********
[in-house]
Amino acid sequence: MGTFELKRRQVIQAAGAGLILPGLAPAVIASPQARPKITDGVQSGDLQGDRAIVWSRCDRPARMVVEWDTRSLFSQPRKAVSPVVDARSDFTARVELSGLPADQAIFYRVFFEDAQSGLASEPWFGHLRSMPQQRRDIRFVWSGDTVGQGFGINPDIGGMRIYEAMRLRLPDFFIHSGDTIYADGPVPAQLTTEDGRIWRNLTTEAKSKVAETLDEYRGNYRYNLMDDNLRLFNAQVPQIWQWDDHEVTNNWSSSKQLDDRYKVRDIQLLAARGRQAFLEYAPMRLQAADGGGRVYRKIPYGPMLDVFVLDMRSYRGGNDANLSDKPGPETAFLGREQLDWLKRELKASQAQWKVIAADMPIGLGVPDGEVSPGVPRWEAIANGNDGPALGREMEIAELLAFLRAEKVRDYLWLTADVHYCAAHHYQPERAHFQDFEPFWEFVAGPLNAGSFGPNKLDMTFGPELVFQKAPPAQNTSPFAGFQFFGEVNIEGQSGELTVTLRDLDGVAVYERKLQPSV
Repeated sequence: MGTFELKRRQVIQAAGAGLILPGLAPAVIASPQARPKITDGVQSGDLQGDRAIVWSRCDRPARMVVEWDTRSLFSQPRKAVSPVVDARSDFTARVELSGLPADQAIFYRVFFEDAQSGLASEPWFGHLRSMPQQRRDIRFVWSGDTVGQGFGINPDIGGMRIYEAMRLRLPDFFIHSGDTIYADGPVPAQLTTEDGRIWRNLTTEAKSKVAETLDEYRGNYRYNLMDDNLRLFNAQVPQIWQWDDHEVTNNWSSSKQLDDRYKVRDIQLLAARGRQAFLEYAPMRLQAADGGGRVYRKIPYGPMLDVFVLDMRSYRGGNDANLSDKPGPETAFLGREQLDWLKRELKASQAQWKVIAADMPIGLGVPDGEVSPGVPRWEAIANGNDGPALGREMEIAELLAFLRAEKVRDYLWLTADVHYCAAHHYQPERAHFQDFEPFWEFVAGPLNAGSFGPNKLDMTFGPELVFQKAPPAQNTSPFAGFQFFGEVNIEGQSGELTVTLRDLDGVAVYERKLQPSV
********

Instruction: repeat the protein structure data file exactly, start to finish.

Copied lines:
[in-house]
Amino acid sequence: MGTFELKRRQVIQAAGAGLILPGLAPAVIASPQARPKITDGVQSGDLQGDRAIVWSRCDRPARMVVEWDTRSLFSQPRKAVSPVVDARSDFTARVELSGLPADQAIFYRVFFEDAQSGLASEPWFGHLRSMPQQRRDIRFVWSGDTVGQGFGINPDIGGMRIYEAMRLRLPDFFIHSGDTIYADGPVPAQLTTEDGRIWRNLTTEAKSKVAETLDEYRGNYRYNLMDDNLRLFNAQVPQIWQWDDHEVTNNWSSSKQLDDRYKVRDIQLLAARGRQAFLEYAPMRLQAADGGGRVYRKIPYGPMLDVFVLDMRSYRGGNDANLSDKPGPETAFLGREQLDWLKRELKASQAQWKVIAADMPIGLGVPDGEVSPGVPRWEAIANGNDGPALGREMEIAELLAFLRAEKVRDYLWLTADVHYCAAHHYQPERAHFQDFEPFWEFVAGPLNAGSFGPNKLDMTFGPELVFQKAPPAQNTSPFAGFQFFGEVNIEGQSGELTVTLRDLDGVAVYERKLQPSV
Repeated sequence: MGTFELKRRQVIQAAGAGLILPGLAPAVIASPQARPKITDGVQSGDLQGDRAIVWSRCDRPARMVVEWDTRSLFSQPRKAVSPVVDARSDFTARVELSGLPADQAIFYRVFFEDAQSGLASEPWFGHLRSMPQQRRDIRFVWSGDTVGQGFGINPDIGGMRIYEAMRLRLPDFFIHSGDTIYADGPVPAQLTTEDGRIWRNLTTEAKSKVAETLDEYRGNYRYNLMDDNLRLFNAQVPQIWQWDDHEVTNNWSSSKQLDDRYKVRDIQLLAARGRQAFLEYAPMRLQAADGGGRVYRKIPYGPMLDVFVLDMRSYRGGNDANLSDKPGPETAFLGREQLDWLKRELKASQAQWKVIAADMPIGLGVPDGEVSPGVPRWEAIANGNDGPALGREMEIAELLAFLRAEKVRDYLWLTADVHYCAAHHYQPERAHFQDFEPFWEFVAGPLNAGSFGPNKLDMTFGPELVFQKAPPAQNTSPFAGFQFFGEVNIEGQSGELTVTLRDLDGVAVYERKLQPSV